1

Symptom:
Delays of up to 30 seconds resolving DNS when plugged in to or Wif Connected to second router.
Ping can take just as long via domain name, near instant via IP No problems when connecting directly to the router with direct internet connection
Problem presents regardless of OS or of the connection method (wired vs wifi)

Infrastructure Physical Setup:
Plusnet provided Technicolor TG582n (4 x 100 Mbit, Wifi) - Connected to ISP over ADSL
D-Link DSR-250n (8 x 1000 Mbit, Wifi) - Connected to above router using WAN port PC - Connected to D-Link, wired Laptop - Connected to D-Link, Wi-Fi Numerous android devices

Software / Firmware Settings:

  • ADSL router - Wifi off. DMZ set to 2nd router. IP 192.168.1.254
  • D-Link router - WAN interface IP 192.168.1.66. Internet set up as "Dynamic IP (DHCP)" and DNS as "Get dynamically from ISP"
    LAN IP 192.168.0.200. DHCP server on. DNS servers 212.159.13.49 (primary) 8.8.4.4 (secondary). DNS Proxy off.

Attempted fixes:
Setting DNS server IPs manually on client PC, tablet etc... No improvement
Disabling DNS Proxy on Router no effect
Disabling DHCP on second router manually setting IP/DNS/Gateway

  • 1
    First of all you should never connect the second router via the WAN port if it's behind another router. This is double NATing and isn't a good idea. Give the second router a static IP within your first router LAN subnet -> set the second router gateway IP to that of your first router -> turn off DHCP on the second router -> move the WAN cable on second router to one of its LAN sockets. DNS and network should then work fine. – Kinnectus Mar 7 '15 at 13:04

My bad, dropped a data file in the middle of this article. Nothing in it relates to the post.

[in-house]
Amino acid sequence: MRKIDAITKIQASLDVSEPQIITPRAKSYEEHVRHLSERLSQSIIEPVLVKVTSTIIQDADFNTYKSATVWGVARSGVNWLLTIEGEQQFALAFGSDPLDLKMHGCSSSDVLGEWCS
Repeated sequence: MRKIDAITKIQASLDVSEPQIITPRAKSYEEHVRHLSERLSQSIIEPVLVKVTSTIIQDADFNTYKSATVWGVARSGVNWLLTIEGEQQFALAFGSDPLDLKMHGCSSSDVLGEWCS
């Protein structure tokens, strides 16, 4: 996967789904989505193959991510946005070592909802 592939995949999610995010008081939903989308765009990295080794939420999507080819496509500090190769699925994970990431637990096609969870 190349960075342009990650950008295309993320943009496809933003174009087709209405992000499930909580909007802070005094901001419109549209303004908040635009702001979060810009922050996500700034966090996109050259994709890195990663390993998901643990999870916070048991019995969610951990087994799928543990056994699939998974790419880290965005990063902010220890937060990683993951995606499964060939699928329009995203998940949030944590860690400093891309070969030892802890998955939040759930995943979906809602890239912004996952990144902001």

• Doesn't placing the second router in the DMZ of the first negate the double NATting you mention? – G-. Mar 7 '15 at 13:06
  • Only if you want that device open to the Internet... Not really best practice when you should only put, say, a firewall device in the DMZ and if you need all ports open to this device. NAT is a device translating external to internal addresses so the internal is never exposed. This doesn't work the way you think. – Kinnectus Mar 7 '15 at 13:10
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    Ok, you'll need to turn off all DHCP on the first router -> the tecnicolor devices allow giving a device on the LAN the "public" ISP IP. This in effect exposes the device to the Internet. You'll need to turn off DHCP on the first router and it should have a static IP – Kinnectus Mar 7 '15 at 13:15
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    DHCP off first router. IP assigned to second. Second router set to consider it's "ISP" as static IP address. Problem appears solved! If you'd like to write up your answer below, I'll happily accept it. Thanks! – G-. Mar 7 '15 at 13:58
2

The Tecnicolor modem/routers allow you to give one device (by its MAC address) on your internal LAN the "public" IP. This, essentially, puts that device in the DMZ but, at the same time, the device is contactable through your public IP - basically turning the Tecnicolor into just a modem.

As your DMZ device is also a router providing NAT and DHCP I would recommend you disable the DHCP server capabilities of your Tecnicolor router as this will cause problems. I would also recommend turning off the LAN and WiFi capabilities of the Tecnicolor as accidentally connecting to these will only give you Internet and no ability to connect to the other LAN.

Apart from managing the Tecnicolor modem through its GUI you'll never need to use its addresses as your other router is doing all the work.

0

I can't comment yet so will put this as an answer. Try first pinging a host name with a . on the end. Eg if ping www.google.com takes 30s to resolve then try ping www.google.com. and see if you get a response right away. If you do you have a DNS suffix issue. You should be able to adjust this in the DHCP settings.

  • Thank you for your response. I've resolved the issue with Chris's help in the comments above – G-. Mar 7 '15 at 14:04

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